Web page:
In recent years, cloud computing solutions have revolutionised the way businesses develop, test, and deploy applications, driving the popularity of machine learning and deep learning in the technology sector. With their ability to enable new digital experiences, it is predicted that 85% of businesses will embrace a cloud-first principle by 2025.1
While both machine learning and deep learning fall under the umbrella of artificial intelligence (AI), they differ in several significant ways. By exploring and understanding the distinctions between them, as well as knowing when to utilise each learning process to analyse data, data science experts can achieve their goals and greatly improve their operations.
What is Machine Learning?
Machine learning is a cutting-edge technology that utilises supervised learning to train machines to recognise and make predictive decisions based on curated datasets. The process involves teaching and monitoring a computer to identify objects, enabling it to make autonomous decisions.
Machine learning has diverse applications, ranging from speech and facial recognition to virtual assistants and fraud detection.
What About Deep Learning?
Deep learning, on the other hand, uses artificial neural networks inspired by the human brain. By identifying patterns and using reinforcement learning to solve complex, real-life problems, deep learning excels at tasks that require processing vast amounts of data, such as natural language processing or autonomous driving software. Essentially, deep learning uses computer vision to perform unsupervised learning on visual information, training systems to interpret data in a way that mimics the human brain.
This technology is revolutionising fields such as medicine and finance, and it's helping to power some of the most advanced technologies of our time.
Machine Learning vs Deep Learning: What are the Differences?
In simpler terms, machine learning can be compared to a rule-abiding robot, while deep learning is more like a baby taking its first steps. With machine learning, data scientists and software engineers teach the robot to recognise elements by exposing it to structured datasets, allowing it to develop a set of rules for identifying and recognising certain elements in the future.
Meanwhile, deep learning transforms the robot into a baby that can recognise and analyse data with a logical structure, similar to how a human would analyse data without the need for a set of pre-programmed rules. This process of “raising” a computer baby allows it to learn and grow on its own, much like a human child.
While machine learning produces a rule-following robot, deep learning creates a computer that can learn and adapt, akin to a human. It is like the difference between trying to programme a robot to dance and teaching a baby to dance – the robot might be able to do some cool moves, but the baby will have style and personality.
Machine Learning vs Deep Learning: Which One Should Data Science Experts Use?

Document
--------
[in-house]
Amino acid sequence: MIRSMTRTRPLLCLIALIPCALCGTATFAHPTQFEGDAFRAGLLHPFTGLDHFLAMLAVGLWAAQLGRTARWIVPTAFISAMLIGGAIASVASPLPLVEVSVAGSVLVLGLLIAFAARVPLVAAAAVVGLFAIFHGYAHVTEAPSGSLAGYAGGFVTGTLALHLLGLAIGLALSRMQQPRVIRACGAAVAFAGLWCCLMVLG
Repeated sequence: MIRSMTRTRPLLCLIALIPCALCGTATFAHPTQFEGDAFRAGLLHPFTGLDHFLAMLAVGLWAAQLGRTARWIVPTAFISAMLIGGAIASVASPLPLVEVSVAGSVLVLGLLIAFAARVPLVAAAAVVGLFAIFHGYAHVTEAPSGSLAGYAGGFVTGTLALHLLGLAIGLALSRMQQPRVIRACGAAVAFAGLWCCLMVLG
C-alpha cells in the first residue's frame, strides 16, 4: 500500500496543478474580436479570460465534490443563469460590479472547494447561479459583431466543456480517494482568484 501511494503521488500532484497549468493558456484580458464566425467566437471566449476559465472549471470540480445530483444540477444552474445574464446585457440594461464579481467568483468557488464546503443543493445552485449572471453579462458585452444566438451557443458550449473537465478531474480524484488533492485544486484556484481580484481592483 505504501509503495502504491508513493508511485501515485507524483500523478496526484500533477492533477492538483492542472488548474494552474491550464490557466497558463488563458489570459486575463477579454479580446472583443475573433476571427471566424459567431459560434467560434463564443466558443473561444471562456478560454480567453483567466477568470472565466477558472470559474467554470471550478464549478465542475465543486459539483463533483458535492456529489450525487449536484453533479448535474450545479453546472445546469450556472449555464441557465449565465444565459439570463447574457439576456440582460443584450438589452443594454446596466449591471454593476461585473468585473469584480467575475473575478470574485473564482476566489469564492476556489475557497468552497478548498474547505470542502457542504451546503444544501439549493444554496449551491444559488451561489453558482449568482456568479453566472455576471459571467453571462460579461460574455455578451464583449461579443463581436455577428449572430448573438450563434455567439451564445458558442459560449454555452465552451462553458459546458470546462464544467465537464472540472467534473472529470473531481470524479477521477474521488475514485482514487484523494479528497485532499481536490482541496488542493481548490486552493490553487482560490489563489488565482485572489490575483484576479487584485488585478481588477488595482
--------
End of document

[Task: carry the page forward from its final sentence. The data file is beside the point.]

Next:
So, which is better? Whether it’s machine learning or deep learning, it is important to firstly identify the specific problem and data points at hand in order to determine when to use the correct tools.
In general, machine learning is well-suited for problems involving simple data with clear relationships between variables. It's also a good choice when you have limited data or computational resources. Machine learning can be used to solve problems such as regression, classification, and clustering.
Deep learning is better suited for tasks involving complex data and less well-understood relationships between variables. It is particularly effective in tasks such as speech or facial recognition, natural language processing, and other high-level abstraction tasks.
Depending on the finer details of the problems you have to solve, choosing the right AI solution with the right approach will make a marked difference in your success rate.
The Future of Deep Learning and Machine Learning
As we continue to push the boundaries of machine and deep learning, the impact of these technologies on our lives is certain to be enormous and long-lasting. With their incredible capabilities, every industry, from healthcare and finance to manufacturing and transportation, stands to be transformed.
Singapore has established itself as an epicentre of cloud development and innovation, according to the Global Cloud Ecosystem Index 2022,2 setting the pace for the rest of the world to follow. This means that as demand for machine learning and deep learning applications continues to grow, Singapore is well positioned to be at the forefront of this cutting-edge field.
For those looking to boost their career in data science, Singapore Institute of Management's Graduate Diploma in Data Science (E-Learning) is a great launching pad to gain valuable industry-informed insights into cloud computing, machine learning, deep learning, and other technologies that can help you make your mark.
Schedule a quick call with your dedicated Student Advisor to find out more about this 100% online programme designed especially for working professionals.